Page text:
Recently I spent time with a family that had a child with Down syndrome. She was the most wonderful person, a true light of this world and the cornerstone of her family. Yet many people with Down syndrome won't be born at all because in New Zealand we actively screen for such conditions. There is nothing wrong with prenatal testing in and of itself, indeed the Catholic Church said in Donum Vitae – the Gift of Life (1978):
"Such diagnosis is permissible, with the consent of the parents after they have been adequately informed, if the methods employed safeguard the life and integrity of the embryo and the mother, without subjecting them to disproportionate risks)"
What is wrong is what prenatal testing can lead to - eugenic abortion.
The Nathaniel Centre (the NZ Catholic bioethics centre) has a document on prenatal testing in which it says:
"We live in a society in which disability is largely perceived from a 'deficit' perspective. There is abundant evidence to suggest that when prenatal testing reveals the existence of significant fetal abnormality, many parents experience pressure from the health system to terminate the pregnancy."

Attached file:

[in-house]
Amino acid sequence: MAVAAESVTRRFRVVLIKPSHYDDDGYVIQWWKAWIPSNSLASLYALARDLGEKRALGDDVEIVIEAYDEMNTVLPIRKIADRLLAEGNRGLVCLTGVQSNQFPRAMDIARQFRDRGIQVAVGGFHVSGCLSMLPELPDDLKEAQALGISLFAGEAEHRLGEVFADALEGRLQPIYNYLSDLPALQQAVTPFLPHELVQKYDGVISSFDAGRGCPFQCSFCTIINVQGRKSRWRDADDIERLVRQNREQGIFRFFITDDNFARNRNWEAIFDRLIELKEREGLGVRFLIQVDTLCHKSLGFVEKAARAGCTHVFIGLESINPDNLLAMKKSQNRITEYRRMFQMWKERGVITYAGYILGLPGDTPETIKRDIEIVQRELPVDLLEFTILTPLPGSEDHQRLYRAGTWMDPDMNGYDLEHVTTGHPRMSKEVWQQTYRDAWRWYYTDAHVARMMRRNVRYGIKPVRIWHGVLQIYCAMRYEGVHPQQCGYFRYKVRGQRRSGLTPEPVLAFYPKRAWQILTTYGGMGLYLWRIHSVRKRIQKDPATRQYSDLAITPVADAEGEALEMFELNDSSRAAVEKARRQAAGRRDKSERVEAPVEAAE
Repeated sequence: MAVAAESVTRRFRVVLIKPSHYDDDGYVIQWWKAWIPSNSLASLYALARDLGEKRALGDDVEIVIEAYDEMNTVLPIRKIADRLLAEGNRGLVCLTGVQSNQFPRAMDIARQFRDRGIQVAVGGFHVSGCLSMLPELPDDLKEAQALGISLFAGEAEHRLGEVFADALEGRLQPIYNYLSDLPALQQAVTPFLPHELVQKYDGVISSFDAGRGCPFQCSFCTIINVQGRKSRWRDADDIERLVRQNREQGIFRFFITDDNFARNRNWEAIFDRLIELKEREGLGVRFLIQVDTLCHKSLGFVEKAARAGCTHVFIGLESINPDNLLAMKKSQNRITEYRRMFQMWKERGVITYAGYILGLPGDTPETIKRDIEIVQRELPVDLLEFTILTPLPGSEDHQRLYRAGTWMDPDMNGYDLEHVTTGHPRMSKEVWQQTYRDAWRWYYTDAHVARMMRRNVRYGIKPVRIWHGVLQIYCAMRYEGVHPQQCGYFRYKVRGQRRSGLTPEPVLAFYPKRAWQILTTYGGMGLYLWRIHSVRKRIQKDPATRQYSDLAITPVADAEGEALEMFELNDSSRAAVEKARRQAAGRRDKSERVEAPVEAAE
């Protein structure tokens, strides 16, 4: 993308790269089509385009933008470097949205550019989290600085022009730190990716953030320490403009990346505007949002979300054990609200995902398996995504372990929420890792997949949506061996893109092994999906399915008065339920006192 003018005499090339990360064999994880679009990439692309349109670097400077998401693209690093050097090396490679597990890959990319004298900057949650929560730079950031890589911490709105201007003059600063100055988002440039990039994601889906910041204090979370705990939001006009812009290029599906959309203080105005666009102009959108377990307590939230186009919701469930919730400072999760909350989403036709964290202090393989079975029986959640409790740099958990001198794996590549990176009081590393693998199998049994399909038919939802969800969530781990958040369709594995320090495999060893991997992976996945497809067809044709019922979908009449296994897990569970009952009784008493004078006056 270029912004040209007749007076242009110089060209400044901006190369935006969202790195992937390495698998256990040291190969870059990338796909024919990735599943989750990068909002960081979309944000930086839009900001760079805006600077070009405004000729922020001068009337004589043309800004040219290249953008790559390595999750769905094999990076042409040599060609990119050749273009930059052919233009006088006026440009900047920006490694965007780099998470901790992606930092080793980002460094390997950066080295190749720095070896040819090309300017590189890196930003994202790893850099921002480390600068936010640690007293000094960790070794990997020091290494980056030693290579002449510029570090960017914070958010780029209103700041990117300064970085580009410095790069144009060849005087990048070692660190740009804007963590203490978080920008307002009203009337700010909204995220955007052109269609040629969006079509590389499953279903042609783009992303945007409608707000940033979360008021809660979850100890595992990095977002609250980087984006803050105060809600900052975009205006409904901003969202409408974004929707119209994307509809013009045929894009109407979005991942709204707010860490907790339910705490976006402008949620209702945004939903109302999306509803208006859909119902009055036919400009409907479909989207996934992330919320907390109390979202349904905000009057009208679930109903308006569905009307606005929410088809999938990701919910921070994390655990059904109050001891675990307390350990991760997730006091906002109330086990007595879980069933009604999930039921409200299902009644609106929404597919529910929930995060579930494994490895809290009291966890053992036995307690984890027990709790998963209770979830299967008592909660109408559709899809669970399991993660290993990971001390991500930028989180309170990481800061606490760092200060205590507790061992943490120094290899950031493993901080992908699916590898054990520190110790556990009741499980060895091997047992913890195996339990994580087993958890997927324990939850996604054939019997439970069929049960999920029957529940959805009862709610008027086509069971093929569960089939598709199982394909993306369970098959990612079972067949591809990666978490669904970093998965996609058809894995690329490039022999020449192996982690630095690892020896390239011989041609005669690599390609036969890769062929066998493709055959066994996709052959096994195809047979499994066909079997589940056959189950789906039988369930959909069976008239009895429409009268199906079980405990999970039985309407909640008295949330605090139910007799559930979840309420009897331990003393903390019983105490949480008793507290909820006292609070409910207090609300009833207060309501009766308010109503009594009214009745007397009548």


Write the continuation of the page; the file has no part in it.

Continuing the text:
The girl I spent time with didn't have 'deficits', she had special needs of course, but her life, her state, wasn't one of deficit with all that the word implies. She was a positive and beautiful person whom I came to love in a very short time. How many wonderful people aren't allowed to be born because they are rejected? And how much of that rejection comes from people other than the parents?
The New Zealand Government has a pamphlet about screening called "Increased Chance" and it clearly talks about terminating a pregnancy when the baby shows an increased chance of having Down syndrome or another condition. However I am pleased to see that the pamphlet talks about the baby as just that, a baby. I'm glad that it acknowledges the humanity of the baby and though it talks about termination it also talks about continuation of the pregnancy.